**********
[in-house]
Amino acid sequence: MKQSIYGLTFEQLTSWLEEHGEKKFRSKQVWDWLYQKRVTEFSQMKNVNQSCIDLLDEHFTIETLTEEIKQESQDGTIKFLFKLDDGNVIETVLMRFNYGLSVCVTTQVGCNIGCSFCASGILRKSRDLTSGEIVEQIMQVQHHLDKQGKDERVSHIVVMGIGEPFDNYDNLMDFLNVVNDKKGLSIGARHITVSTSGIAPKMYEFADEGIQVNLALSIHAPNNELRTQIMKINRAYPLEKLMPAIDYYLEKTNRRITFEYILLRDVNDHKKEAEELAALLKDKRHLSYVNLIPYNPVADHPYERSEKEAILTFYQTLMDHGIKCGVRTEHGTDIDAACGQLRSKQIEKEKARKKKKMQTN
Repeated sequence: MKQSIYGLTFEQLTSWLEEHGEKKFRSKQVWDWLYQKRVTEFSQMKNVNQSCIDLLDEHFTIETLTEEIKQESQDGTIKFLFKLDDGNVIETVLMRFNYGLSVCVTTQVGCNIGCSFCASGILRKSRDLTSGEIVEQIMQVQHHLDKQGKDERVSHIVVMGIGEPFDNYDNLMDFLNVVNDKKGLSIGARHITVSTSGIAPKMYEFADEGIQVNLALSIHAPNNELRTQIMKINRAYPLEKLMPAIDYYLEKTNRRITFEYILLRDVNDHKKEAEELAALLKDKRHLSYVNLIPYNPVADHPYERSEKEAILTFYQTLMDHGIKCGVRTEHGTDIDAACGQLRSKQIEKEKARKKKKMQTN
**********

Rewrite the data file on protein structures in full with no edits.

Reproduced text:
[in-house]
Amino acid sequence: MKQSIYGLTFEQLTSWLEEHGEKKFRSKQVWDWLYQKRVTEFSQMKNVNQSCIDLLDEHFTIETLTEEIKQESQDGTIKFLFKLDDGNVIETVLMRFNYGLSVCVTTQVGCNIGCSFCASGILRKSRDLTSGEIVEQIMQVQHHLDKQGKDERVSHIVVMGIGEPFDNYDNLMDFLNVVNDKKGLSIGARHITVSTSGIAPKMYEFADEGIQVNLALSIHAPNNELRTQIMKINRAYPLEKLMPAIDYYLEKTNRRITFEYILLRDVNDHKKEAEELAALLKDKRHLSYVNLIPYNPVADHPYERSEKEAILTFYQTLMDHGIKCGVRTEHGTDIDAACGQLRSKQIEKEKARKKKKMQTN
Repeated sequence: MKQSIYGLTFEQLTSWLEEHGEKKFRSKQVWDWLYQKRVTEFSQMKNVNQSCIDLLDEHFTIETLTEEIKQESQDGTIKFLFKLDDGNVIETVLMRFNYGLSVCVTTQVGCNIGCSFCASGILRKSRDLTSGEIVEQIMQVQHHLDKQGKDERVSHIVVMGIGEPFDNYDNLMDFLNVVNDKKGLSIGARHITVSTSGIAPKMYEFADEGIQVNLALSIHAPNNELRTQIMKINRAYPLEKLMPAIDYYLEKTNRRITFEYILLRDVNDHKKEAEELAALLKDKRHLSYVNLIPYNPVADHPYERSEKEAILTFYQTLMDHGIKCGVRTEHGTDIDAACGQLRSKQIEKEKARKKKKMQTN